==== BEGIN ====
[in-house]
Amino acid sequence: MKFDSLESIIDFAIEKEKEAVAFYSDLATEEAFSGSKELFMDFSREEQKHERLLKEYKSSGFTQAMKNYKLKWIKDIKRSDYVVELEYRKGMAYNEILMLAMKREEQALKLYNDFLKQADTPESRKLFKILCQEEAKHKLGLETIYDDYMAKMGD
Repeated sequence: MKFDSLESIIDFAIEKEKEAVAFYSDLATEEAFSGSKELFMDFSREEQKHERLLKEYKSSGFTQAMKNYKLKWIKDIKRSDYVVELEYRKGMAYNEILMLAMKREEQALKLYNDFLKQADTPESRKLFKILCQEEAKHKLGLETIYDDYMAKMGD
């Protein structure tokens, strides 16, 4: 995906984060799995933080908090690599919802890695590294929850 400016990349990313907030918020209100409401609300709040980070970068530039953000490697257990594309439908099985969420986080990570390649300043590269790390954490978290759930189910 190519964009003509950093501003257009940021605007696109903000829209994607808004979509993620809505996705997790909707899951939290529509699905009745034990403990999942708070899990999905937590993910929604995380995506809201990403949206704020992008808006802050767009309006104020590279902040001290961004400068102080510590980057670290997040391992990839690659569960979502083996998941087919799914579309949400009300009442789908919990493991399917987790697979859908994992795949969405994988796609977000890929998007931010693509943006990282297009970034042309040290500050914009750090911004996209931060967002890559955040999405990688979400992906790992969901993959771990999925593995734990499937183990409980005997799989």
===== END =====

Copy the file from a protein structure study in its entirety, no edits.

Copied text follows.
[in-house]
Amino acid sequence: MKFDSLESIIDFAIEKEKEAVAFYSDLATEEAFSGSKELFMDFSREEQKHERLLKEYKSSGFTQAMKNYKLKWIKDIKRSDYVVELEYRKGMAYNEILMLAMKREEQALKLYNDFLKQADTPESRKLFKILCQEEAKHKLGLETIYDDYMAKMGD
Repeated sequence: MKFDSLESIIDFAIEKEKEAVAFYSDLATEEAFSGSKELFMDFSREEQKHERLLKEYKSSGFTQAMKNYKLKWIKDIKRSDYVVELEYRKGMAYNEILMLAMKREEQALKLYNDFLKQADTPESRKLFKILCQEEAKHKLGLETIYDDYMAKMGD
């Protein structure tokens, strides 16, 4: 995906984060799995933080908090690599919802890695590294929850 400016990349990313907030918020209100409401609300709040980070970068530039953000490697257990594309439908099985969420986080990570390649300043590269790390954490978290759930189910 190519964009003509950093501003257009940021605007696109903000829209994607808004979509993620809505996705997790909707899951939290529509699905009745034990403990999942708070899990999905937590993910929604995380995506809201990403949206704020992008808006802050767009309006104020590279902040001290961004400068102080510590980057670290997040391992990839690659569960979502083996998941087919799914579309949400009300009442789908919990493991399917987790697979859908994992795949969405994988796609977000890929998007931010693509943006990282297009970034042309040290500050914009750090911004996209931060967002890559955040999405990688979400992906790992969901993959771990999925593995734990499937183990409980005997799989």